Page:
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Over a thousand cosmic explosions traced to mysterious repeating fast radio burst

Using China’s Five-hundred-meter Aperture Spherical radio Telescope, or FAST, researchers detected 1,652 bursts over the course of 47 days, between August 29 and October 29, 2019. This is the largest set of fast radio burst events so far.

A study detailing these findings published on Wednesday in the journal Nature.

Fast radio bursts, or FRBs, are millisecond-long emissions of radio waves in space, and astronomers have been able to trace some radio bursts back to their home galaxies. Scientists have yet to determine the actual cause of the flashes. But the short bursts can produce a year’s worth of our sun’s total energy output.

Individual radio bursts emit once and don’t repeat. But repeating fast radio bursts are known to send out short, energetic radio waves multiple times. FRB 121102 has been known as a repeating fast radio burst since 2016.

During testing of the FAST telescope as it was being commissioned, researchers noticed FRB 121102 was frequently flaring and sending out radio signals, with a varying cadence. A total of 122 bursts were recorded during the peak hour, making it the highest rate ever for any fast radio burst. The 1,652 individual bursts occurred over a total of 59.5 hours spread across 47 days.

“This was the first time that one FRB source was studied in such great detail,” said study coauthor Bing Zhang, an astrophysicist and distinguished professor at the University of Nevada, Las Vegas, in a statement. “The large burst set helped our team hone in like never before on the characteristic energy and energy distribution of FRBs, which sheds new light on the engine that powers these mysterious phenomena.”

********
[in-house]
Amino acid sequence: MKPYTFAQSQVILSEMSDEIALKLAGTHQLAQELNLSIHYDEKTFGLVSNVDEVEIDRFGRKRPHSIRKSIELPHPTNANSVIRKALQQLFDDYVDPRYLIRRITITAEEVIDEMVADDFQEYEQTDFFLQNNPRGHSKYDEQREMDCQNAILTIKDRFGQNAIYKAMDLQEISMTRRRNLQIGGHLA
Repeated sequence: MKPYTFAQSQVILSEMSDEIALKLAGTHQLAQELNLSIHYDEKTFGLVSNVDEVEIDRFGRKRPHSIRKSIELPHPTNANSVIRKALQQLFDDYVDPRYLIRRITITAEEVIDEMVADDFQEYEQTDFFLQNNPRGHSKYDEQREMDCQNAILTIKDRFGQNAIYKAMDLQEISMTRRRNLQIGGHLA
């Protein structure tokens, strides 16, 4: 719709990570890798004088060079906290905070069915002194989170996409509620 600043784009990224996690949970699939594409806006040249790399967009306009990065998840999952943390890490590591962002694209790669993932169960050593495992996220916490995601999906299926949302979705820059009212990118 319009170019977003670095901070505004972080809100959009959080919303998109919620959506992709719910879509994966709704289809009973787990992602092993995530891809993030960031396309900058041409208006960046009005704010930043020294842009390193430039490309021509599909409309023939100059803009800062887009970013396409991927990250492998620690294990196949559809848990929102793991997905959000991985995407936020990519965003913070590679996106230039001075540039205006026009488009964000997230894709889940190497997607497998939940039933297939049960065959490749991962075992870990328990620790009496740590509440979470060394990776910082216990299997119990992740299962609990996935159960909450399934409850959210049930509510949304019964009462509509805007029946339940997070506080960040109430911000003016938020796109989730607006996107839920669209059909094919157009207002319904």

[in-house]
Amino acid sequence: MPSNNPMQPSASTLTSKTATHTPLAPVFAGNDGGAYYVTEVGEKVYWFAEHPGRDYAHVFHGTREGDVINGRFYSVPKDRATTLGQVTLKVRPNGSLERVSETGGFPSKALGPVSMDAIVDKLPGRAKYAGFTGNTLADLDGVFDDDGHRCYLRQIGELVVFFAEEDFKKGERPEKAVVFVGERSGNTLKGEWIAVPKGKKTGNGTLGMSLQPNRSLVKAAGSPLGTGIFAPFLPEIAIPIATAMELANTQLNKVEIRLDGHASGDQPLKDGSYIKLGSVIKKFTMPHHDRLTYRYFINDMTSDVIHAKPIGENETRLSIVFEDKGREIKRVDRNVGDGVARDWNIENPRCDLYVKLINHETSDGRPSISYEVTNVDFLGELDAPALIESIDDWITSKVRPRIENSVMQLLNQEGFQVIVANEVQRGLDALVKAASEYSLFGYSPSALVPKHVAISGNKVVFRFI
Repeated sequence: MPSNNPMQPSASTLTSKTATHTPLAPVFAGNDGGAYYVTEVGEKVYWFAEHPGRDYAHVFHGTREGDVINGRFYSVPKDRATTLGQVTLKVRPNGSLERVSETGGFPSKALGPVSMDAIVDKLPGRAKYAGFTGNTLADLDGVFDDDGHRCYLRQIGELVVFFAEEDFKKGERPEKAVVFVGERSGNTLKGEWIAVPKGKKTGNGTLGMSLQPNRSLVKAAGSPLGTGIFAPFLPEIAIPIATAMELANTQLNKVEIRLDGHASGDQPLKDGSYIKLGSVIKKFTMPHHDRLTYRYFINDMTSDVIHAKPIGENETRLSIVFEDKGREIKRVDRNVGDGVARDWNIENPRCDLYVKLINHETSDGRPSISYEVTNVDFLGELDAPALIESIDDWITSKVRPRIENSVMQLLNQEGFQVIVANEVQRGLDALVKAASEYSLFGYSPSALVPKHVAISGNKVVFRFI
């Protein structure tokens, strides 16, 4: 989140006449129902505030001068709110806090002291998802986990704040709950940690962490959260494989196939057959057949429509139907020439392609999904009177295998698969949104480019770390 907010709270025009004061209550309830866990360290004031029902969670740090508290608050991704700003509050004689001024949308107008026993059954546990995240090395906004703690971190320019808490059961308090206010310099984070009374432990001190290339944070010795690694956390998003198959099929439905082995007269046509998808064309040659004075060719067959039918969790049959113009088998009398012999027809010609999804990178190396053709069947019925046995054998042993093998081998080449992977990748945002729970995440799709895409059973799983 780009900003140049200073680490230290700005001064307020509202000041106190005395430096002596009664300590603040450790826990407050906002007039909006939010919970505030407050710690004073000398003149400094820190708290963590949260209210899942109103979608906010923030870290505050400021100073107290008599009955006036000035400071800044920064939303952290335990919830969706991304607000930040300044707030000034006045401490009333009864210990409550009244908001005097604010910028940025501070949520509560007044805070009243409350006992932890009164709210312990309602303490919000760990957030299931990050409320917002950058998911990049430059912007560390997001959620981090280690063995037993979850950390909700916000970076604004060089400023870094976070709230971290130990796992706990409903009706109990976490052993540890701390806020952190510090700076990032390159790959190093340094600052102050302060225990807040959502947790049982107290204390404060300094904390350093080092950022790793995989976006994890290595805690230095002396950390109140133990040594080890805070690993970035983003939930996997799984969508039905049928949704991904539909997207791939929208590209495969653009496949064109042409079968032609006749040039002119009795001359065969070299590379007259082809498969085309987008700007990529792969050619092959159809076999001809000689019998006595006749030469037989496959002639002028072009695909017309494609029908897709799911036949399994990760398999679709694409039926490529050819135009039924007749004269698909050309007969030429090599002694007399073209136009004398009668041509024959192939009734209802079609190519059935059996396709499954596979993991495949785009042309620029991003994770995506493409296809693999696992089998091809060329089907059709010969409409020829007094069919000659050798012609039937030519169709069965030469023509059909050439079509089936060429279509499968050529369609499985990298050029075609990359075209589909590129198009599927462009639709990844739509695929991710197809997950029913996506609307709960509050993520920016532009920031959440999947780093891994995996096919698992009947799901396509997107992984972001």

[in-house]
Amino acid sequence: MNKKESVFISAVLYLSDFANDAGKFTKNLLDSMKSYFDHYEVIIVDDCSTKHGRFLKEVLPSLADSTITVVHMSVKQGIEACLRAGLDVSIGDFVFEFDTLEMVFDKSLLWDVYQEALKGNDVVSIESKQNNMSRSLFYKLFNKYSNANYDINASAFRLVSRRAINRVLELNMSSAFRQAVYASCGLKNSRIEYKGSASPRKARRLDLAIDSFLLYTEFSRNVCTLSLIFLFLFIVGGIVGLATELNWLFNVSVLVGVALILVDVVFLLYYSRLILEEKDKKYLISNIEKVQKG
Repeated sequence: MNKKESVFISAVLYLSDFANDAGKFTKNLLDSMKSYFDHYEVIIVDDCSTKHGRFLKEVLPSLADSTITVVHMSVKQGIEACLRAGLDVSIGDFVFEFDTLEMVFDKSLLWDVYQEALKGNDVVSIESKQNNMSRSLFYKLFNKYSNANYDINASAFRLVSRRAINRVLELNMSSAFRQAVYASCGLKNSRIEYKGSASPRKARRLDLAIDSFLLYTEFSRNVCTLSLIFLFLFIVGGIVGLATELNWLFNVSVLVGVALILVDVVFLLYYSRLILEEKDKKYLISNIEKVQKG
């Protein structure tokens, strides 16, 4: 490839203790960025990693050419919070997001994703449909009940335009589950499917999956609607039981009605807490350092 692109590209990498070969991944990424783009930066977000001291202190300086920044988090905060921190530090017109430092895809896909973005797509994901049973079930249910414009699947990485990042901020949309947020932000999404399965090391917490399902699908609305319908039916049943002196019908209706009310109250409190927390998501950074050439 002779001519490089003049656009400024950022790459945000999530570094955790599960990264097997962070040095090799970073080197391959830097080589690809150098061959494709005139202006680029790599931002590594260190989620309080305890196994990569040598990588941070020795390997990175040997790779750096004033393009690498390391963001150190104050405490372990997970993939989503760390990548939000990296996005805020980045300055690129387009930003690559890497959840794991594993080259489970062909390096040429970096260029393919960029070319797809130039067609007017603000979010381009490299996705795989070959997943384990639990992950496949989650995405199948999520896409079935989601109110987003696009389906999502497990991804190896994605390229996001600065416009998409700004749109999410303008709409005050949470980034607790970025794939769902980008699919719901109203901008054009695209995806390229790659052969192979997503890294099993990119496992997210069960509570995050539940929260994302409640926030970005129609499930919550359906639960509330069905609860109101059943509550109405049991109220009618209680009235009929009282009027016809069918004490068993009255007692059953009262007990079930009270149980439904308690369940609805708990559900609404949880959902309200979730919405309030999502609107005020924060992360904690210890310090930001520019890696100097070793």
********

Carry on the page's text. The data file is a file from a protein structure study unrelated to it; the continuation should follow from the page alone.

The energy of the signals “severely constrains the possibility that FRB 121102 comes from an isolated compact object,” said study coauthor Wang Pei, an assistant professor from the National Astronomical Observatories of the Chinese Academy of Sciences, in a statement.

This illustration shows a "river" of bursts from a galaxy as recorded by the FAST telescope. The burst count and energies are shown in histograms, mimicking the painting "A Vast Land" by Wang Ximeng of the Song Dynasty.

While some people favor the idea that aliens could be the source of these bursts, scientists are leaning toward black holes or hyper-magnetized neutron stars called magnetars.

Magnetars are dense stars, about the size of a city like Chicago or Atlanta, with the strongest magnetic fields found in the universe. Scientists think the bursts could originate from the magnetic field of magnetars.

FRB 121102 was the first repeating fast radio burst to be traced back to its source, linked back to a small dwarf galaxy more than 3 billion light-years away in 2017. Researchers also detected a pattern within the burst in 2020. During this cyclical pattern, radio bursts are emitted during a 90-day window, followed by a silent period of 67 days. This pattern repeats every 157 days.

Previous observations showed that usually when they repeat, it’s sporadic or in a cluster.

With this new impressive set of activity from FRB 121102, researchers can better understand the energy associated with these flashes. This could help scientists learn more about the potential source of fast radio bursts.

Fast radio bursts were only discovered in 2007, followed by the discovery that some of them can repeat in 2016. Now, researchers know they can have patterns as well.

This illustration shows FAST catching a real pulse from FRB 121102.
The Commensal Radio Astronomy FAST Survey has helped find six new fast radio bursts, including a repeating one like FRB 121102.

“As the world’s largest antenna, FAST’s sensitivity proves to be conducive to revealing intricacies of cosmic transients, including FRBs,” said lead study author Li Di, a professor at the National Astronomical Observatories of the Chinese Academy of Sciences, in a statement.

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